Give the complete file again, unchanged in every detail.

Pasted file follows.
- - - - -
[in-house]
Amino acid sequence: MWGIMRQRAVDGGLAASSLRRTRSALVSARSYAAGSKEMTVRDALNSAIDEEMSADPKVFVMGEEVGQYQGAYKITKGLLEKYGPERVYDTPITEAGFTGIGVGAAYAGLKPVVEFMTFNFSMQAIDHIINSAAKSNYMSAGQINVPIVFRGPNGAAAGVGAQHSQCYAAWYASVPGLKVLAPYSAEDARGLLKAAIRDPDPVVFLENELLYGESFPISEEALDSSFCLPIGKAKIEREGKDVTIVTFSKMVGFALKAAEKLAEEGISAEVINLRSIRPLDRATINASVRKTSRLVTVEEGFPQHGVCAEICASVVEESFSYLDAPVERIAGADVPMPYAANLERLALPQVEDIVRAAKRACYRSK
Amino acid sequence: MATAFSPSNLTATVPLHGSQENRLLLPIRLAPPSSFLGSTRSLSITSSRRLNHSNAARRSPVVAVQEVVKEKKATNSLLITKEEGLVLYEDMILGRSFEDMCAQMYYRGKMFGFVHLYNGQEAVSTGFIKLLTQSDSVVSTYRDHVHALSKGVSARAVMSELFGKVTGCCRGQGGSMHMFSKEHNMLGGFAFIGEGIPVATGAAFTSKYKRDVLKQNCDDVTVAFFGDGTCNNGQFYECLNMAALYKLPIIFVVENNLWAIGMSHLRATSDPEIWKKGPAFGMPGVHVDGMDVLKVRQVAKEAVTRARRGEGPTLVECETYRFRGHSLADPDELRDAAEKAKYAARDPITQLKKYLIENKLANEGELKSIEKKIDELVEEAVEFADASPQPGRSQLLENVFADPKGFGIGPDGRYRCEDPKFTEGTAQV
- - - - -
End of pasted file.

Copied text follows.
[in-house]
Amino acid sequence: MWGIMRQRAVDGGLAASSLRRTRSALVSARSYAAGSKEMTVRDALNSAIDEEMSADPKVFVMGEEVGQYQGAYKITKGLLEKYGPERVYDTPITEAGFTGIGVGAAYAGLKPVVEFMTFNFSMQAIDHIINSAAKSNYMSAGQINVPIVFRGPNGAAAGVGAQHSQCYAAWYASVPGLKVLAPYSAEDARGLLKAAIRDPDPVVFLENELLYGESFPISEEALDSSFCLPIGKAKIEREGKDVTIVTFSKMVGFALKAAEKLAEEGISAEVINLRSIRPLDRATINASVRKTSRLVTVEEGFPQHGVCAEICASVVEESFSYLDAPVERIAGADVPMPYAANLERLALPQVEDIVRAAKRACYRSK
Amino acid sequence: MATAFSPSNLTATVPLHGSQENRLLLPIRLAPPSSFLGSTRSLSITSSRRLNHSNAARRSPVVAVQEVVKEKKATNSLLITKEEGLVLYEDMILGRSFEDMCAQMYYRGKMFGFVHLYNGQEAVSTGFIKLLTQSDSVVSTYRDHVHALSKGVSARAVMSELFGKVTGCCRGQGGSMHMFSKEHNMLGGFAFIGEGIPVATGAAFTSKYKRDVLKQNCDDVTVAFFGDGTCNNGQFYECLNMAALYKLPIIFVVENNLWAIGMSHLRATSDPEIWKKGPAFGMPGVHVDGMDVLKVRQVAKEAVTRARRGEGPTLVECETYRFRGHSLADPDELRDAAEKAKYAARDPITQLKKYLIENKLANEGELKSIEKKIDELVEEAVEFADASPQPGRSQLLENVFADPKGFGIGPDGRYRCEDPKFTEGTAQV